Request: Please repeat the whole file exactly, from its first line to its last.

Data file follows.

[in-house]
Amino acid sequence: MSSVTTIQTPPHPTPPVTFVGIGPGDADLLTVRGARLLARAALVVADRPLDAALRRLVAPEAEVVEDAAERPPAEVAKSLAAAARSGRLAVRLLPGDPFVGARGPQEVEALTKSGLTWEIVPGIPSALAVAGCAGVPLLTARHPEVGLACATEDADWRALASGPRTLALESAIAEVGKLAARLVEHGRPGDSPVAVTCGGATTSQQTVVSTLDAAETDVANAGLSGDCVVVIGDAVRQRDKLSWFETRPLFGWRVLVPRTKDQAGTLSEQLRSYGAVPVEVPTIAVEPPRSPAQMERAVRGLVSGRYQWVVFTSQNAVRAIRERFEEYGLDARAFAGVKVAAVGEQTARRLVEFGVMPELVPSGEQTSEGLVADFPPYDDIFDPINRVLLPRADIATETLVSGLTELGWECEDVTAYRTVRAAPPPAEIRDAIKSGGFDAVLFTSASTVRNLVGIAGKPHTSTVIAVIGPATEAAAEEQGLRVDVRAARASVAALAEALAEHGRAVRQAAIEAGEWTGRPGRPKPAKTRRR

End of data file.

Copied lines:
[in-house]
Amino acid sequence: MSSVTTIQTPPHPTPPVTFVGIGPGDADLLTVRGARLLARAALVVADRPLDAALRRLVAPEAEVVEDAAERPPAEVAKSLAAAARSGRLAVRLLPGDPFVGARGPQEVEALTKSGLTWEIVPGIPSALAVAGCAGVPLLTARHPEVGLACATEDADWRALASGPRTLALESAIAEVGKLAARLVEHGRPGDSPVAVTCGGATTSQQTVVSTLDAAETDVANAGLSGDCVVVIGDAVRQRDKLSWFETRPLFGWRVLVPRTKDQAGTLSEQLRSYGAVPVEVPTIAVEPPRSPAQMERAVRGLVSGRYQWVVFTSQNAVRAIRERFEEYGLDARAFAGVKVAAVGEQTARRLVEFGVMPELVPSGEQTSEGLVADFPPYDDIFDPINRVLLPRADIATETLVSGLTELGWECEDVTAYRTVRAAPPPAEIRDAIKSGGFDAVLFTSASTVRNLVGIAGKPHTSTVIAVIGPATEAAAEEQGLRVDVRAARASVAALAEALAEHGRAVRQAAIEAGEWTGRPGRPKPAKTRRR